Boeing’s troubles cost the aerospace industry $4bn a quarter.

SiriusXM launches a $4/month student subscription to try snagging young ears from Spotify.

Goldman Sachs plans to hire more than 100 engineers for trading floor tech roles and wants to go after its rivals in the tech and finance industries to do so.

JPMorgan plans to shut down its Chase Pay smartphone app in another reversal of its digital strategy.

Amazon has opened its largest campus yet in Hyderabad, India.

How aggressively cute toys for adults became a $686 million business: 8,000-plus characters, 29 Conan O’Brien dolls alone: inside the Funko Pop Vinyl phenomenon.

Facebook has coffee shops now. It’s only the beginning of the branded city of the future: Fast Company reports, free coffee, loaner bikes, and public events: These are some of the amenities that tech brands and banks offer at a new generation of retail spaces.

Facebook has announced plans to open a series of five “Facebook Cafes” across the UK by early September.

In the loop = August 22, 2019

Ransomware attacks cripple cities across America: NYT reports, as hackers lock networks that power police forces and utilities, officials must operate with hobbled computers, and decide whether to pay ransoms. More than 40 US municipalities have been the victims of cyberattacks this year.

WSJ - Editorial: The impeachment charade: Democrats claim to want Trump gone but refuse to vote on it.

Karl Rove: Impeachment bumbles on: Somebody tell Jerry Nadler he’s setting up his fellow Democrats for disappointment.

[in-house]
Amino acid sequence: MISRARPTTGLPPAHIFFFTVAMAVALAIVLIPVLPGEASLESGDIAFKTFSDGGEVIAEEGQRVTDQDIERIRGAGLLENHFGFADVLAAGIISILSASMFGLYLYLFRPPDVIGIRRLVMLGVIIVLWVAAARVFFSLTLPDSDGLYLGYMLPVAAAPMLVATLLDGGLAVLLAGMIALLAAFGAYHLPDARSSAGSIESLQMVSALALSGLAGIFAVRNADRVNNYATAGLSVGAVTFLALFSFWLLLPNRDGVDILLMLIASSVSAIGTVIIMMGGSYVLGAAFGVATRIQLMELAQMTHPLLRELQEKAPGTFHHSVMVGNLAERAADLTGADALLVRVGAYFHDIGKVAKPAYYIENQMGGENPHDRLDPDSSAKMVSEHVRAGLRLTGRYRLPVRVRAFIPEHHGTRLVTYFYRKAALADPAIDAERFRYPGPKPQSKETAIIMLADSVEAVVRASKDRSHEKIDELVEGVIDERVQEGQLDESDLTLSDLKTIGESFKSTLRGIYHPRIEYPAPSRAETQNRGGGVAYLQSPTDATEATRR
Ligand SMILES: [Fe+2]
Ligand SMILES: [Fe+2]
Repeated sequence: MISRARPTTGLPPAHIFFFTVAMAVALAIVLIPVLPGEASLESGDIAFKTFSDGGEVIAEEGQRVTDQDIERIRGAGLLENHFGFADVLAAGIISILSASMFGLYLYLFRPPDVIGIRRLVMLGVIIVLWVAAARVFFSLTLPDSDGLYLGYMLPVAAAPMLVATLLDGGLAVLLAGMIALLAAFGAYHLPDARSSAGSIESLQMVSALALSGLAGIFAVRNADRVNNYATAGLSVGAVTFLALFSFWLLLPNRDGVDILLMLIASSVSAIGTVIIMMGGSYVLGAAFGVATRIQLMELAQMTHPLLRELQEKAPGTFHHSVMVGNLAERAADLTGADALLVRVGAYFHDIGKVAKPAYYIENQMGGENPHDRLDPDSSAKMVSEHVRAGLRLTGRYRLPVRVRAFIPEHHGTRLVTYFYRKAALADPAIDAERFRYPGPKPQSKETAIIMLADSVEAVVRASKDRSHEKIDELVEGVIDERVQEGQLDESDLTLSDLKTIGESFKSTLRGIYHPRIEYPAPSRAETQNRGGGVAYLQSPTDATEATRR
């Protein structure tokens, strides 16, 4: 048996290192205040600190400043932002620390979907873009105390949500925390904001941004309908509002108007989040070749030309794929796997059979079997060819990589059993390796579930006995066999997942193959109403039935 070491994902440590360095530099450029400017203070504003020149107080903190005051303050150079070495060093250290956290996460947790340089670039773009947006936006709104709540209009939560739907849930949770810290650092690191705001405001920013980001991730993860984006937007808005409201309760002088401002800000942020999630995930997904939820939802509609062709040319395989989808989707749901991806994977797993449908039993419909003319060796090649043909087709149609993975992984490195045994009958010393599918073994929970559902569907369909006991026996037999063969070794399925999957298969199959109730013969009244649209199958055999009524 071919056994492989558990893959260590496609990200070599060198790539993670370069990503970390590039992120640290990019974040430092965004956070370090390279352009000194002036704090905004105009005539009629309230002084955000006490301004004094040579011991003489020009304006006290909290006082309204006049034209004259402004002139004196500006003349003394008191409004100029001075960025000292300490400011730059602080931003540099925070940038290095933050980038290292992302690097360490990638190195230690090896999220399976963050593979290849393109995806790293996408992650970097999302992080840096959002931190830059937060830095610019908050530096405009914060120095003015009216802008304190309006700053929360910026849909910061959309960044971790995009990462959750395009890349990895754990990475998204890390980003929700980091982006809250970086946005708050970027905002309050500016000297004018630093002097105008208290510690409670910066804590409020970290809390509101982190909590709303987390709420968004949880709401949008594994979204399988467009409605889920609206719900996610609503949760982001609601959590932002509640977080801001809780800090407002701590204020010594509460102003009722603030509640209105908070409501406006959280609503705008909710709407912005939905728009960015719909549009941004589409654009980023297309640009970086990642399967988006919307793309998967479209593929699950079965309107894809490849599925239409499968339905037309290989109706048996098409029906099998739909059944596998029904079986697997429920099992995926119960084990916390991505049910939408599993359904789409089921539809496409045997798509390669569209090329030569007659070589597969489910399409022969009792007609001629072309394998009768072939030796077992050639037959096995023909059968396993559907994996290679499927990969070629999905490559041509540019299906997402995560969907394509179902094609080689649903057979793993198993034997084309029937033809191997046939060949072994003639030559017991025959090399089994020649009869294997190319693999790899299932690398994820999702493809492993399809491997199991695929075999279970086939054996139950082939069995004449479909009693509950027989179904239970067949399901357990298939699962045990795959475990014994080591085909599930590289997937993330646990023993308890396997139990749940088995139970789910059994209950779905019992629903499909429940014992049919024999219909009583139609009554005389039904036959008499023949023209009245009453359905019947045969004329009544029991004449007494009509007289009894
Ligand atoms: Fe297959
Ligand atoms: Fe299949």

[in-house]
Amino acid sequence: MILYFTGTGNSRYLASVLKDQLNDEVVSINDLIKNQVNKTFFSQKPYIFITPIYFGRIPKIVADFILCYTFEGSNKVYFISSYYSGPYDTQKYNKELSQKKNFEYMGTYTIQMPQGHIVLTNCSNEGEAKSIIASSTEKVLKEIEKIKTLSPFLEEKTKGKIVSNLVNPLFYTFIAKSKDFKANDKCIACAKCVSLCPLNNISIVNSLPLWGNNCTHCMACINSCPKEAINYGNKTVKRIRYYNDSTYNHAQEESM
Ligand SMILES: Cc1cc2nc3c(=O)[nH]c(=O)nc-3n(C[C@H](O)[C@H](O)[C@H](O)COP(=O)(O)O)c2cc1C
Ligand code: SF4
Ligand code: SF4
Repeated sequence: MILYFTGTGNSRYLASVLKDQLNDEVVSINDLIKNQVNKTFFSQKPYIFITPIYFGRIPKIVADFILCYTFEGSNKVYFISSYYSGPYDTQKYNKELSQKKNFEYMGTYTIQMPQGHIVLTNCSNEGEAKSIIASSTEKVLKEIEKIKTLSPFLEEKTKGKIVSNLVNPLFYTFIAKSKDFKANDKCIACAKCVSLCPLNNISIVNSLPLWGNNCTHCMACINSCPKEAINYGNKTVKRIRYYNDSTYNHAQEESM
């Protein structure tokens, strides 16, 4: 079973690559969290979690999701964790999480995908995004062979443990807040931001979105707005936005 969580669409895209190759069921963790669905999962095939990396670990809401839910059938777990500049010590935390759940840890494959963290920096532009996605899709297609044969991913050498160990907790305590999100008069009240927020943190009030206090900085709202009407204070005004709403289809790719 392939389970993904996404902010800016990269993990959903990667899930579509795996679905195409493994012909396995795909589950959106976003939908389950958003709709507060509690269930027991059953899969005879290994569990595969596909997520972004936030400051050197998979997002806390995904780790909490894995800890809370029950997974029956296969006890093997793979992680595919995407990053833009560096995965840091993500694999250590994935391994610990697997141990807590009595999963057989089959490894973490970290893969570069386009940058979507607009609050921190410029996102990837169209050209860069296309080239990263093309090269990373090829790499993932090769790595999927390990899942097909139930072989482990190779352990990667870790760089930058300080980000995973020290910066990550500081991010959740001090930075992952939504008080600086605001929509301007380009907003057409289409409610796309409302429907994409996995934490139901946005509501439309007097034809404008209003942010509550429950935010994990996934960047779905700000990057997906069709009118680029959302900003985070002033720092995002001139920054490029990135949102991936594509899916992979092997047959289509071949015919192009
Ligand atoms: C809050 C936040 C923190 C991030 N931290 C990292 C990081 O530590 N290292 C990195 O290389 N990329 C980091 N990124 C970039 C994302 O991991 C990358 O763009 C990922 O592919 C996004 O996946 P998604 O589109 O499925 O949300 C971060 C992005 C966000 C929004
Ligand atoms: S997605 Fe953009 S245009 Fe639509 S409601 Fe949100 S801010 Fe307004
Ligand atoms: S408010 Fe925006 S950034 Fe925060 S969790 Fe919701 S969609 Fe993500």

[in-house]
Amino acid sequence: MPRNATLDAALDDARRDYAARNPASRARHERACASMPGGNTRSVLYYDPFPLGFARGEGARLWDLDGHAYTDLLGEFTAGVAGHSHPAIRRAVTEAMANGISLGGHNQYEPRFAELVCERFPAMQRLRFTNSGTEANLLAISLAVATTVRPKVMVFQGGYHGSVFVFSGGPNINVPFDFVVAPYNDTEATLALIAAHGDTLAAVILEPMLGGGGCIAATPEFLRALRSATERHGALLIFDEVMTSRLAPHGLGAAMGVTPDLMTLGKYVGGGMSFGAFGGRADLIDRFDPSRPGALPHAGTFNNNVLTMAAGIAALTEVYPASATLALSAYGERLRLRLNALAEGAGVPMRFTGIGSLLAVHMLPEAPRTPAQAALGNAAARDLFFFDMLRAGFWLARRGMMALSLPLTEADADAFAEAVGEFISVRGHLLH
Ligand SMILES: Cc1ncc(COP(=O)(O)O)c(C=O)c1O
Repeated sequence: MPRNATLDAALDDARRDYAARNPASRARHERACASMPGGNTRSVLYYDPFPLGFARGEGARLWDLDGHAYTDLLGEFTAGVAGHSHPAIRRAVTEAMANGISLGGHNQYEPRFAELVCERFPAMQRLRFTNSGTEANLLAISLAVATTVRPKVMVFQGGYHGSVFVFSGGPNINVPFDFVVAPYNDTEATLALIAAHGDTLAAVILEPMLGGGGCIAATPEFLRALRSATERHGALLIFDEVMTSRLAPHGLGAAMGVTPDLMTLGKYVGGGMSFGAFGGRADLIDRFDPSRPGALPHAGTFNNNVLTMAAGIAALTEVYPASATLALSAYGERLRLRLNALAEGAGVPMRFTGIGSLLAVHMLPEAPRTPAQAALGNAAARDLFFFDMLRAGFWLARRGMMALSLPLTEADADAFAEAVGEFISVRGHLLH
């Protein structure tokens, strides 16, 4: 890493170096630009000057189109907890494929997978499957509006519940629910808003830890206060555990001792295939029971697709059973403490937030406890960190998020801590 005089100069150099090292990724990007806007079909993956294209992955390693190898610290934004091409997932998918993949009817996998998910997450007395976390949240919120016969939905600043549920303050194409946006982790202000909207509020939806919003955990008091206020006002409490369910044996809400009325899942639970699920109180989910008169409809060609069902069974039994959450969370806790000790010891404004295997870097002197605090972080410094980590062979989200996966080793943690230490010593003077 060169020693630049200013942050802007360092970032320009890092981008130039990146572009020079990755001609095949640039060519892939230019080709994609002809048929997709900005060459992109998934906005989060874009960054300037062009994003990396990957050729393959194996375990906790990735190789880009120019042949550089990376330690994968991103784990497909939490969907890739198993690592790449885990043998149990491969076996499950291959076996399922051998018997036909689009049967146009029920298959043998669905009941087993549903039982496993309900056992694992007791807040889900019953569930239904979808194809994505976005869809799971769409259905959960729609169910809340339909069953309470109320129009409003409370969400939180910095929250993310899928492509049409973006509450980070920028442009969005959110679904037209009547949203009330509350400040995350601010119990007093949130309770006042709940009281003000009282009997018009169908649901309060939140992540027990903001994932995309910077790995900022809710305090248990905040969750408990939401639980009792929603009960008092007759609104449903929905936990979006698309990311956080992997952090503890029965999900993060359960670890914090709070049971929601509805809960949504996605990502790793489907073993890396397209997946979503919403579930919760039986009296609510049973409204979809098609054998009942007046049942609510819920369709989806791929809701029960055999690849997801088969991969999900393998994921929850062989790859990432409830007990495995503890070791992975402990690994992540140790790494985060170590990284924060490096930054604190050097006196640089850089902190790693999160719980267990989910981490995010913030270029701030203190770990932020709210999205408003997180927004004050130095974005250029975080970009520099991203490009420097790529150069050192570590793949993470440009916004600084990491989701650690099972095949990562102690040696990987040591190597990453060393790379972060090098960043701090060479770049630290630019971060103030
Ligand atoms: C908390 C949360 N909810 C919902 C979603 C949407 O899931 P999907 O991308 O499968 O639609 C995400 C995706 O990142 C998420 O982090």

Economic anxiety in the US is a sign of vulnerability for Trump: NYT reports, polling suggests that pervasive worries about the health of the economy cross party lines.

Reuters: Trade war sinks North Dakota soybean farmers

The Times: US faces persistent headwind from China trade war, Fed warns

White House contenders tweak economic messages: Reuters reports, Trump is test-driving a new message on the economy: Any chance of a recession is not his fault. But Democrats seem to be saying "not so fast."

WP - Editorial: Trump can’t soothe markets by blaming his Fed chair: Incoherence from Trump is not a new phenomenon. But the messages emanating from the White House on the economy have become remarkably dissonant.

Update: 2020 presidential candidates by tier - click here.

Jay Inslee is ending his 2020 presidential bid.

NYT: A former Congressman and Tea Party Republican considers a challenge to Trump

"Joe Walsh, a conservative radio show host and former Republican congressman from Illinois, is expected to announce he is running for president as early as this weekend, presenting President Trump with a challenger from the right his critics hope will weaken the president in the 2020 election."

CO-SEN: Former Colorado Gov. John Hickenlooper says he’s running for Senate.

William A. Galston: Road to the White House comes into view: Trump is vulnerable, but he’ll go on offense while Democrats fight it out with each other.

"According to a Pew survey released Friday, 25% of Democratic voters have yet to form any preference. Of those who have, almost two-thirds—including 80% of Elizabeth Warren ’s supporters and 78% of Kamala Harris’s— report that they are excited by more than one candidate. By contrast, almost half of Joe Biden ’s supporters and 51% of Bernie Sanders ’s say that they are excited only by their top choice."